Tuesday, 16 February 2010

Latest rental figures

The latest DAFT report is out covering rents, and PE's Michael Taft has written the quarterly commentary. The headline news is that rents have 'stabilised' and have started to rise - though whether this presages a long-term upward trend remains to be seen. However, the commentary goes behind the numbers to examine a

' . . . fragmented, under-capitalised 'cottage' industry lacking the professionalism and modern synergy with a strong regulatory culture that prevails in other EU countries.'

The full report and commentary can be downloaded here.


Mack said...

Good report. The biggest obstacle to the broadening of the renting demographic is the lack of family friendly housing available for rent.

Almost all properties in Ireland (well, Dublin anyway in my experienced) are furnished - and furnished to service a group of singles living together (e.g. no space for a Cot - or facilities for young children). Coupled with restrictions on customising the dwelling placed on the tenant for the duration.

Oliver Vandt said...

How can we expect the government to act on improving the quality of rental accommodation when, on top of their ginormous salary, ministers get a special tax allowance to cover the costs of their Dublin residences if they are from outside the capital?

Full details given on this blog in November. Two names currently in the news are mentioned.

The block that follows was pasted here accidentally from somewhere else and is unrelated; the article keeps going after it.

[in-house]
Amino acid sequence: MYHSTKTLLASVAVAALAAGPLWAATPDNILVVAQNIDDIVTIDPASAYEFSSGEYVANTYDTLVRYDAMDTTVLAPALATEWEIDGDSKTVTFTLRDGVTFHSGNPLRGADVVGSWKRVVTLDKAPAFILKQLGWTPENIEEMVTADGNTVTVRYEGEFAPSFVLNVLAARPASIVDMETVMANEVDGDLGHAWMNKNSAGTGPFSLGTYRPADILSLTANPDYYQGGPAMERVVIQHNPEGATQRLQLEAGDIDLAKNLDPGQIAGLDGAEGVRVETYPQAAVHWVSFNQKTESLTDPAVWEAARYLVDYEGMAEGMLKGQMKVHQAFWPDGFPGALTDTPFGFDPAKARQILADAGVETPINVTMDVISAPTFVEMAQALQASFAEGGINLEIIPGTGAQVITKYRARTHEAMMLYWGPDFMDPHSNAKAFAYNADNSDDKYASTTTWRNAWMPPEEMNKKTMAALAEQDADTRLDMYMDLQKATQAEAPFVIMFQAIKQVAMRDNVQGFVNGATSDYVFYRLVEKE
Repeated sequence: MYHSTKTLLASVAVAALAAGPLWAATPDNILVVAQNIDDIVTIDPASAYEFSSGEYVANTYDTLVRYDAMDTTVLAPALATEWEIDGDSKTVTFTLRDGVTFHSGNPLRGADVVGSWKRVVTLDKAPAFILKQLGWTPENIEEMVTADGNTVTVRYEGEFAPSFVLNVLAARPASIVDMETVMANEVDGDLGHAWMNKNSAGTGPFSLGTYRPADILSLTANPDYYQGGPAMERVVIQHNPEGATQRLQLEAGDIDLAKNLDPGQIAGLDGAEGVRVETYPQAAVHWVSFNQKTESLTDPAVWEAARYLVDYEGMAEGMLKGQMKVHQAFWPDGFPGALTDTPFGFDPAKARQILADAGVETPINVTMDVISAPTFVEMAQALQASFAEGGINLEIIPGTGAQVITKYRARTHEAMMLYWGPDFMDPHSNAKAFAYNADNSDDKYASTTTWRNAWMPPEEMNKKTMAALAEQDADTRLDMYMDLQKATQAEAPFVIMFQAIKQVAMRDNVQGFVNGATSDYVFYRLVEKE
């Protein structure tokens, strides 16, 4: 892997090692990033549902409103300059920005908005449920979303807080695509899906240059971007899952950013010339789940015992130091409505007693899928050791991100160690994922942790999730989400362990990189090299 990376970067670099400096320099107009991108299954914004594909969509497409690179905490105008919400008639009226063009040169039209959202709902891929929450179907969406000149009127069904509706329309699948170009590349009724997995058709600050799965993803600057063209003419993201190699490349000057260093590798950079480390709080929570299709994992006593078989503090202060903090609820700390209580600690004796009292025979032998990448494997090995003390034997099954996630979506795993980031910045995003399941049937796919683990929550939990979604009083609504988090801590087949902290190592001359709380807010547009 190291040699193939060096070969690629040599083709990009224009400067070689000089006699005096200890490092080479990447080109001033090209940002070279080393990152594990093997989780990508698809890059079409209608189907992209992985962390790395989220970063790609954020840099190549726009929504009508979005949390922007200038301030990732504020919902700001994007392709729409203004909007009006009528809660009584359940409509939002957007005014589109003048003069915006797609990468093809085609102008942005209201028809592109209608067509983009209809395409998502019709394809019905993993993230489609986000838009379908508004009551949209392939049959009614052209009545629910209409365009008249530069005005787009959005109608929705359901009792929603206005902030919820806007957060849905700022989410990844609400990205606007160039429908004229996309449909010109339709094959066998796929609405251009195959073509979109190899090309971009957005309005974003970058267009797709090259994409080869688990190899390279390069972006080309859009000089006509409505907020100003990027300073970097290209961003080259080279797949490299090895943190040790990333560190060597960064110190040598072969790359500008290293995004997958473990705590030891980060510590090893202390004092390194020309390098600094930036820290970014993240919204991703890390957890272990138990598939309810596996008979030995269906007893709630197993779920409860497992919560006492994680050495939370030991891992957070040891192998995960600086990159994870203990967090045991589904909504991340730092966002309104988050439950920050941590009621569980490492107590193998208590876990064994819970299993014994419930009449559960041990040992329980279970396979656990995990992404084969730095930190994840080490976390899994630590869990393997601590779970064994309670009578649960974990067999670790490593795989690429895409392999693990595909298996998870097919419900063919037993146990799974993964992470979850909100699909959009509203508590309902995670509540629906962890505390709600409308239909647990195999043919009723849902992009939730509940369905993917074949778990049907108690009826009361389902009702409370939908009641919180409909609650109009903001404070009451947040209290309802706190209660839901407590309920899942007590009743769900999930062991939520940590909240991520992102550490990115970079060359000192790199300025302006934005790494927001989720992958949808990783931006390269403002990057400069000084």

The truth is that our government do not live in the real world and have no intention of visiting it any time soon. Humans will be living on Mars before that happens.

Niall said...

It is clear from the report that the only reasons rents are not continuing to fall is the continued huge subsidy from the DSFA to private landlords. Over 50% of private tenants receive support from the State with their rents and if the DSFA decides to cut support by say a further 15-20 landlords will have no choice but to follw suit. For example Current rents for a 3 bed house around the country are as follows per the Report

Area Rent DSFA(family,2 ch)

Ulster €593 €606 - €684

Connacht €639 684(Sligo),

€780 (Mayo& R'mon)

€806 Galway

Munster €679 €767 (Cork) €731

(Kerry) 684, REST

Commuter €795 €1,100 Kildare &
Belt Wicklow

West L'ster €661 €684 Biffoland,

L'Ford, Laois W'meath

DN 15 €1,042
DN 22 € 961 All €1,100
DN 10 € 875
Dn 24 €1,007

Time to squeeze the Kulaks and save some Government money!

Eoin O Broin said...

Niall, unfortunately it's not that simple.

There is some evidence to suggest that when rent supplement levels were reduced in previous budgets, rents didn't fall, but landlords demanded existing tenants make up the difference from their social welfare payments. This practice of landlords attempting to get tenants to illegally top-up their rent supplement rent is widespread, and adds significantly to income poverty.

It is also important to note that the Daft.ie Rental Report is based on properties advertised on Daft.ie. In most cases the landlords of these propertys refuse to consider rent supplement claimants. Because of this the Dart.ie Report does not tell us anything reliable about rent fluctuations at the bottom end of the market.